Tonsillectomy and Adenoidectomy for Children
ENT specialists commonly see children for issues regarding their throat or tonsils. Often if a child’s tonsils are chronically infected, a tonsillectomy would be recommended. In addition, many children will require the removal of the adenoids – which improves breathing through the nose. In these instances, where the tonsils and adenoids are removed in one procedure, the surgery will be called an adenotonsillectomy.
For parents preparing for your child’s surgery, it is helpful to understand the process, then explain to your child what will be happening.
How to prepare your child for tonsillectomy and adenoidectomy
How do you your child that they are going to undergo a routine procedure. First of all, take a deep breath. Your child will be just fine. Remember that this is in fact a routine procedure, that is performed by experienced and capable ear nose and throat surgeons. Staying calm and mentally preparing for the situation will in turn keep your child calm.
- Read everything you can about other parents’ experiences with their children.
- Make a list of all of the soft foods you’ll need to have around after the surgery.
- Talk to your paediatrician about your child’s pain management, importantly, know when and how to administer pain medication.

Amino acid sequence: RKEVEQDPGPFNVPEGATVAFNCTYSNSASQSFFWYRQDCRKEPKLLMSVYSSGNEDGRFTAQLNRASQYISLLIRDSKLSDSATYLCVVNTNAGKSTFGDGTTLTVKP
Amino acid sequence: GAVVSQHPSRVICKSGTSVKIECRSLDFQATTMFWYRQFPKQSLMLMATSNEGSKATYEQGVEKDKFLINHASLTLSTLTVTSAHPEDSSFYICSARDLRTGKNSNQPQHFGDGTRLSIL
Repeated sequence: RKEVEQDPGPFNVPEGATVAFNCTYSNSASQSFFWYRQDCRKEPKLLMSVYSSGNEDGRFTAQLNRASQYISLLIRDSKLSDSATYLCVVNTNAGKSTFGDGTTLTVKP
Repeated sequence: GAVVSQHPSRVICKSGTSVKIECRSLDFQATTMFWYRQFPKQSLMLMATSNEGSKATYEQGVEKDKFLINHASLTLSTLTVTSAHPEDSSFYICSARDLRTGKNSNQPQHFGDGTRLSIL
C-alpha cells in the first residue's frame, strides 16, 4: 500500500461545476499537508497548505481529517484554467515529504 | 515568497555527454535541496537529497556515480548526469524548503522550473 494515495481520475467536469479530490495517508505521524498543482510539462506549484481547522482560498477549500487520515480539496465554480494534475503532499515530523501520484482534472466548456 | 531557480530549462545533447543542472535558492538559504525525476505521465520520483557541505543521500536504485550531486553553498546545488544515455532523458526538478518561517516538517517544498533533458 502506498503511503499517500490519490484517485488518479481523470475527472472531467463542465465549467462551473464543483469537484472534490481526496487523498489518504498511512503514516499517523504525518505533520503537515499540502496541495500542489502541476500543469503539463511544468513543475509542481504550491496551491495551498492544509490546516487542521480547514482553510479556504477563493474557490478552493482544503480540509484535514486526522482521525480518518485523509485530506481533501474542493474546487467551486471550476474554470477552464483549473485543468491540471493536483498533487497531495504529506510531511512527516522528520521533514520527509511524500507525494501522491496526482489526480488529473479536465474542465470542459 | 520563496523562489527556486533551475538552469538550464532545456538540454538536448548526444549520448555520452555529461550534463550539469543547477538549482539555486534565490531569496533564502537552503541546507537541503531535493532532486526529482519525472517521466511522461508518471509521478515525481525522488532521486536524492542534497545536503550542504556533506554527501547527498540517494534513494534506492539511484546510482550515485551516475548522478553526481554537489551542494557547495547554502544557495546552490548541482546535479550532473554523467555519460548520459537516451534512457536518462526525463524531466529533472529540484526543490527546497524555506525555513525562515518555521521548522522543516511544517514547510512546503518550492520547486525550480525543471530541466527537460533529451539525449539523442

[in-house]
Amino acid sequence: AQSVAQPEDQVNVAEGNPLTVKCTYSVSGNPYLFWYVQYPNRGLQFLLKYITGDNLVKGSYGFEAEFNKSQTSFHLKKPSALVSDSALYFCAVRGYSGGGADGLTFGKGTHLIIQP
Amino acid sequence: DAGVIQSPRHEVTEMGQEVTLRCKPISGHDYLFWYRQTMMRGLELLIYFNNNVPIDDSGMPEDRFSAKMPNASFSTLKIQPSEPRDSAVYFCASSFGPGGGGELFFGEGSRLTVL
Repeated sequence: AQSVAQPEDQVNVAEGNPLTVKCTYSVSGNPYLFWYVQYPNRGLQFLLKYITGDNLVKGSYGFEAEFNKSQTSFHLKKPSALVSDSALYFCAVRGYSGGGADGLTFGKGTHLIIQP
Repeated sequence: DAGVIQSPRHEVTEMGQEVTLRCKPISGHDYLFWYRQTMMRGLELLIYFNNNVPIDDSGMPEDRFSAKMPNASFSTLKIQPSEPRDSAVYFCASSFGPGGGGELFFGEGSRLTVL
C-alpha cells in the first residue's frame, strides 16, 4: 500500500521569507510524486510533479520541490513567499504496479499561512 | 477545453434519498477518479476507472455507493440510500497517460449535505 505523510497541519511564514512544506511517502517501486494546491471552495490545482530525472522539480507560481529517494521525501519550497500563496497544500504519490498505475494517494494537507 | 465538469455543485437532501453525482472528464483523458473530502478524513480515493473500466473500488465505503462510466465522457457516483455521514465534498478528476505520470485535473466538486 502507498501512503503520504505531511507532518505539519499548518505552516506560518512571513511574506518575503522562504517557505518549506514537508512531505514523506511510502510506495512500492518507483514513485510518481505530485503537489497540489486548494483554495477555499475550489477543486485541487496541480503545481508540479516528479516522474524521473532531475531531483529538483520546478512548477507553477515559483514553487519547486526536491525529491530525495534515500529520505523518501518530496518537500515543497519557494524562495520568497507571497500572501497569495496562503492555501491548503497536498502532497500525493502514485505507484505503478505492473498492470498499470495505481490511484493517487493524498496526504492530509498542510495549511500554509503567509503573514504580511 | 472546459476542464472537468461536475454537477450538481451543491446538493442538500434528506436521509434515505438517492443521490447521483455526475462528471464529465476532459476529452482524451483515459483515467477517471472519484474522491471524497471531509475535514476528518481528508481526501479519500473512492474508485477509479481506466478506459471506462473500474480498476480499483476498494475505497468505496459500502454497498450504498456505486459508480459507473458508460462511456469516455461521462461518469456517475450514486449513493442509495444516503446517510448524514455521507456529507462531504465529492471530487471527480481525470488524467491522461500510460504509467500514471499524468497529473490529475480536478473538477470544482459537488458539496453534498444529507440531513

- Remember that you will be required to keep a close watch on your child’s hydration and food intake. They may be feeling sore and may not want to swallow, but it is important to ensure they are receiving adequate fluid intake in order to recover as best as possible.
You should also make sure that you know the expected recovery time. Recovery length can vary from 7-14 days and will depend on the age of the child.
Tell Them What to Expect in Kid Terms
You know that your child needs this procedure to feel better. Whether your son or daughter has had sleep apnoea, ear infections, chronic sore throat, or some combination of these ailments. Your ENT surgeon would only advise on the surgery if it were deemed necessary and medical management has not been effective. It is important to ensure your child understands the procedure and understand they may feel a little under the weather after surgery. Try to keep them calm and explain the procedure in a manner that is most suitable for their age. For example, “Once the doctor has fixed up your throat it won’t be sore anymore. You will feel a lot better, and you’ll be able to go play a lot more.”
Focus On the Positive
Let them know that their special doctor is going to take good care of them. Tell them that they will be asleep for the whole operation, and they will not feel anything during that time. It is important not to lie to them about their recovery, tell them that it will be painful. However, putting a light spin on the negatives will help them feel more at ease and maybe even excited! Tell them they can eat all of the ice cream and jelly they want for a whole week!
Remember, above all else, to stay positive for your child. If you can keep a gentle smile on your face, you will put their mind at ease, which will help their recovery. If you have any concerns before or after surgery, don’t hesitate to talk to your paediatrician or surgeon about them. If you have questions about tonsillectomy and adenoidectomy in children, contact your local doctor, who will arrange for you to see an ear nose and throat surgeon.